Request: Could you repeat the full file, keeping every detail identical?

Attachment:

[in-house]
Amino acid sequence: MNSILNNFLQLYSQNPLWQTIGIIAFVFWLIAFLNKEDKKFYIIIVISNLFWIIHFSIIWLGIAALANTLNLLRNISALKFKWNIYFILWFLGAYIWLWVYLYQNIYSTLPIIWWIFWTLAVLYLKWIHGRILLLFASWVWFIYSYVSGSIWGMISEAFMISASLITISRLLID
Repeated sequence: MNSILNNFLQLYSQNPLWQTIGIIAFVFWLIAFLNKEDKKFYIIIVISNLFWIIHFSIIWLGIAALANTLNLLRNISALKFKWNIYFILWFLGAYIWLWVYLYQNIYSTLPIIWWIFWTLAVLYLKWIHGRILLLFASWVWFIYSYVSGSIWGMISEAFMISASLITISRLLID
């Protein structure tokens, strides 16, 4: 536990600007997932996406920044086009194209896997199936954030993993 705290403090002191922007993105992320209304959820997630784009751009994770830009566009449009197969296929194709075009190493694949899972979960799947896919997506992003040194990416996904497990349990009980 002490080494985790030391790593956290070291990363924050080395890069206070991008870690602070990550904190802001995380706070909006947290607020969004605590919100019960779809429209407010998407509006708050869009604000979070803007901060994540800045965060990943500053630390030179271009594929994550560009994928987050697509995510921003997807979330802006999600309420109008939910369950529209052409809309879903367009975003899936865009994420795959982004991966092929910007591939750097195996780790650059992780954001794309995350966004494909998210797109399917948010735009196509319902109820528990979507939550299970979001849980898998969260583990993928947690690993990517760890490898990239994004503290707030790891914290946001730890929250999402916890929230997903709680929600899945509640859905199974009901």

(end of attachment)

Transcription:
[in-house]
Amino acid sequence: MNSILNNFLQLYSQNPLWQTIGIIAFVFWLIAFLNKEDKKFYIIIVISNLFWIIHFSIIWLGIAALANTLNLLRNISALKFKWNIYFILWFLGAYIWLWVYLYQNIYSTLPIIWWIFWTLAVLYLKWIHGRILLLFASWVWFIYSYVSGSIWGMISEAFMISASLITISRLLID
Repeated sequence: MNSILNNFLQLYSQNPLWQTIGIIAFVFWLIAFLNKEDKKFYIIIVISNLFWIIHFSIIWLGIAALANTLNLLRNISALKFKWNIYFILWFLGAYIWLWVYLYQNIYSTLPIIWWIFWTLAVLYLKWIHGRILLLFASWVWFIYSYVSGSIWGMISEAFMISASLITISRLLID
């Protein structure tokens, strides 16, 4: 536990600007997932996406920044086009194209896997199936954030993993 705290403090002191922007993105992320209304959820997630784009751009994770830009566009449009197969296929194709075009190493694949899972979960799947896919997506992003040194990416996904497990349990009980 002490080494985790030391790593956290070291990363924050080395890069206070991008870690602070990550904190802001995380706070909006947290607020969004605590919100019960779809429209407010998407509006708050869009604000979070803007901060994540800045965060990943500053630390030179271009594929994550560009994928987050697509995510921003997807979330802006999600309420109008939910369950529209052409809309879903367009975003899936865009994420795959982004991966092929910007591939750097195996780790650059992780954001794309995350966004494909998210797109399917948010735009196509319902109820528990979507939550299970979001849980898998969260583990993928947690690993990517760890490898990239994004503290707030790891914290946001730890929250999402916890929230997903709680929600899945509640859905199974009901």